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Severe weather shifts to Mid-Atlantic, after MS tornado


Staff Writers

Tuesday, January 23, 2018, 10:07 - After last week's snow and cold, temperatures have rebounded across the much of the South and East to more seasonal values. While the warmth is a welcome break, it also provides the right atmosphere for severe weather development.

Following a very active start to the week (by January standards) in the central/southern Plains and Mid-South, with a total of 12 tornado reports over the last two days, forecasters are now watching for the development of thunderstorms for the Mid-Atlantic and South Florida.

There is a marginal threat for 2 areas today: the East Coast including North Carolina up to and including New York City and Connecticut, and the south being South Florida. We pick up the story below:


Weather Highlights 
  • Severe weather is likely on Tuesday with a marginal threat from the SPC as of Tuesday AM. The storms will be ongoing through the afternoon and evening.
  • Damaging wind gusts are the primary threat . Tornadoes and hail are very unlikely
  • Updates on weather warnings can be monitored on the ALERTS page of our website or get alerts sent to your phone with The Weather Network app

Click play to watch below: Severe storm track



The storms are associated with a Colorado low that pushed over the central Plains - bringing heavy snow and blizzard conditions to the Upper Midwest - which eventually collided with milder, moist air from the Gulf of Mexico -- thus triggering the thunderstorms this week. 

Tuesday

Scattered thunderstorms, with sporadic/isolated severe gusts will be possible through the afternoon and perhaps into early evening across south Florida and the Mid-Atlantic region (see below).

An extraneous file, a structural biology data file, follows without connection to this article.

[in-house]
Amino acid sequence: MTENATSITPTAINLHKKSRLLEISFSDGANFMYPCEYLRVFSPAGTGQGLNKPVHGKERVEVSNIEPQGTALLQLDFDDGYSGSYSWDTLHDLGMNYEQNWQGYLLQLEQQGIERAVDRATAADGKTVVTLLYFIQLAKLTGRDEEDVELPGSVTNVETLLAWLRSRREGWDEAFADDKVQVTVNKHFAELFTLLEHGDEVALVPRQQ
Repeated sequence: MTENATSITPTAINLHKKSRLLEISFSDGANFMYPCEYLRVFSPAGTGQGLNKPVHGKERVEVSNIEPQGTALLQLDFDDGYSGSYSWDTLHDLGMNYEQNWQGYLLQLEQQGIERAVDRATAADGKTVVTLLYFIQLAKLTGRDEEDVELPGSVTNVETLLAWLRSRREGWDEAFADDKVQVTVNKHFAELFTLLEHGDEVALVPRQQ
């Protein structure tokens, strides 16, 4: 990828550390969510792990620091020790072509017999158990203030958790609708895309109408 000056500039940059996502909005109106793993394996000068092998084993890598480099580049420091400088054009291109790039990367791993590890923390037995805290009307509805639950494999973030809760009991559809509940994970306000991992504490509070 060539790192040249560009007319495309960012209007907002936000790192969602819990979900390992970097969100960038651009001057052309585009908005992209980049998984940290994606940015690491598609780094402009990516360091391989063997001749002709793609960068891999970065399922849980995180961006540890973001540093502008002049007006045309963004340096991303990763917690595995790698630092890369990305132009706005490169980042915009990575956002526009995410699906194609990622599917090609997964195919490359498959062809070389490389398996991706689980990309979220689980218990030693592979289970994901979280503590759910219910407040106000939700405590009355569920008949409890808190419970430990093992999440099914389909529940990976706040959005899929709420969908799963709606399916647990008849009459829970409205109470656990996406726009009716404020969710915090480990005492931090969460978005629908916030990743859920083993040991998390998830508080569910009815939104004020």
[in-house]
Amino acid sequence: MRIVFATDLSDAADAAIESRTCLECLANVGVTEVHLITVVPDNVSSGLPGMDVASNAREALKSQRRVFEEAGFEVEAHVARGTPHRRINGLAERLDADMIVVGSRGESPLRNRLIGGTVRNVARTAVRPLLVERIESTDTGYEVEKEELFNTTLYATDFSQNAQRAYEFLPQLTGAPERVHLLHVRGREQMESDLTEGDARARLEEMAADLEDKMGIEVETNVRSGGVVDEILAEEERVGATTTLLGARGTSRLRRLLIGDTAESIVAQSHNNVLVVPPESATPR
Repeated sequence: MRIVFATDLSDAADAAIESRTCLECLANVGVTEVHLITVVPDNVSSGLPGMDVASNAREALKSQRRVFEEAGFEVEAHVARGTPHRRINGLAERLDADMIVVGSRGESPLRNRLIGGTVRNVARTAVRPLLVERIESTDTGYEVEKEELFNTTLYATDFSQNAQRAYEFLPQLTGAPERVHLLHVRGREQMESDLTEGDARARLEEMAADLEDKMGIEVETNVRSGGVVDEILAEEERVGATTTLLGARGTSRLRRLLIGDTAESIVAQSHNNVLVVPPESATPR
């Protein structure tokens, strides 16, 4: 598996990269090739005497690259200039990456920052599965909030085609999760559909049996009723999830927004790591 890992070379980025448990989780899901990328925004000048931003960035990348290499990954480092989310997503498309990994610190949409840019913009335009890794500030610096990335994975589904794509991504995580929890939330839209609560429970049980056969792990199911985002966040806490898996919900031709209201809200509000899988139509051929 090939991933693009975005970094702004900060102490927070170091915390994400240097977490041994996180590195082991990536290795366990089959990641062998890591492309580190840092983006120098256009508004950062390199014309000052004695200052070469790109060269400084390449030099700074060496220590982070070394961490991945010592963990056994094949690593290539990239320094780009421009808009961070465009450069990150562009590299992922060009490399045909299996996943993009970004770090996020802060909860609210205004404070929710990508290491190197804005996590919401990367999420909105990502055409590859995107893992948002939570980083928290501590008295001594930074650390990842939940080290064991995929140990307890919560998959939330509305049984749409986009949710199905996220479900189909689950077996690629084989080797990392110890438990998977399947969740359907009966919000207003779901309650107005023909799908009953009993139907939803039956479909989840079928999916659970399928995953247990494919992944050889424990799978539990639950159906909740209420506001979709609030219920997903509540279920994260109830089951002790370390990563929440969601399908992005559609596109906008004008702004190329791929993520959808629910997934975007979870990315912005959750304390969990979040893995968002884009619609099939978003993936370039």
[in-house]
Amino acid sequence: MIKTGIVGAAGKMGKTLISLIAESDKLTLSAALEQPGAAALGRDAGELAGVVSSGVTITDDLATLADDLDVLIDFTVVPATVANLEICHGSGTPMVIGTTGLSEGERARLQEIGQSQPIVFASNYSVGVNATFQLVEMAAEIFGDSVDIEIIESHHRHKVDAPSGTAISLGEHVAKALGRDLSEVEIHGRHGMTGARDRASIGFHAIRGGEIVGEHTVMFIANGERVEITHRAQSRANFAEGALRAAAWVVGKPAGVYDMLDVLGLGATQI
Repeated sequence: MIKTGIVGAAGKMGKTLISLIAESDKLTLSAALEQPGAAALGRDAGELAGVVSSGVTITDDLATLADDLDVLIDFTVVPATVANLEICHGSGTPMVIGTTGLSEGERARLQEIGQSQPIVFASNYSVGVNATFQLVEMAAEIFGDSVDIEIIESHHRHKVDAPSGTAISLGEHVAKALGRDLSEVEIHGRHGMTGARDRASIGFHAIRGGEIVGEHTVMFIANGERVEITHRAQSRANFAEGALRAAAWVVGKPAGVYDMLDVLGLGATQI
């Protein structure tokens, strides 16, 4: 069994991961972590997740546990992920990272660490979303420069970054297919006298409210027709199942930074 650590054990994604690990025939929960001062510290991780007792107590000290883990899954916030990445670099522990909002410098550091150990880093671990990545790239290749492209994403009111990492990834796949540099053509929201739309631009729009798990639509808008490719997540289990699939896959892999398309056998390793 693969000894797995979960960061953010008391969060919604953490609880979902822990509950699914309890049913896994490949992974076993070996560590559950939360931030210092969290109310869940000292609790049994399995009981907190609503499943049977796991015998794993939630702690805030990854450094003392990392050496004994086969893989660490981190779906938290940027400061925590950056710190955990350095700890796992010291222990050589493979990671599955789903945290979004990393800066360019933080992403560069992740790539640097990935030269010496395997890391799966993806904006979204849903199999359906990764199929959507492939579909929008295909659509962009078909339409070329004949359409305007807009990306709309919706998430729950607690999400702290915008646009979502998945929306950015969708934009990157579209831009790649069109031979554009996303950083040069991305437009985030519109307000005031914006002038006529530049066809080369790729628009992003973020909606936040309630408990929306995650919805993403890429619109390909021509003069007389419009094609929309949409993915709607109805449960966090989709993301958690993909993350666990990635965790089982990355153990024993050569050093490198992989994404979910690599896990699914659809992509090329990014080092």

The threat for damaging winds was stronger in the morning, but residents should continue to be on alert for isolated severe gusts throughout the day Tuesday. 

While thunderstorms will fully push out by Tuesday night, flooding may remain an issue due to ice jams across portions of the Northeast

What was the driver for this spell of severe weather?

Thanks to the upper-level system supporting the Colorado low, winds at middle and upper levels of the atmosphere over much of the south will be out of the southwest Monday. Simultaneously, the wind flow in the lowest levels of the atmosphere in this region will be directed from the south, right off the Gulf. Southerly surface winds not only supply thunderstorms with moisture from the Gulf of Mexico, but this also creates for a situation in the atmosphere that meteorologists refer to as "wind shear," where the wind direction twists with height. 

Wind shear is a meteorological parameter forecasters look for to assess the risk of severe weather as it helps to develop 'healthy' thunderstorms - ones that are large and long-lasting, and have the potential to generate severe weather.



Instability refers to the tendency that air parcels near the surface have in order to rise vertically throughout the atmosphere. The higher the instability - the greater potential for severe thunderstorms. 

Rainfall totals in excess of an inch or slightly more will be possible through Thursday (see below).

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With files from The Weather Network meteorologists Jaclyn Whittal, Ross Giarratana, and Caroline Floyd

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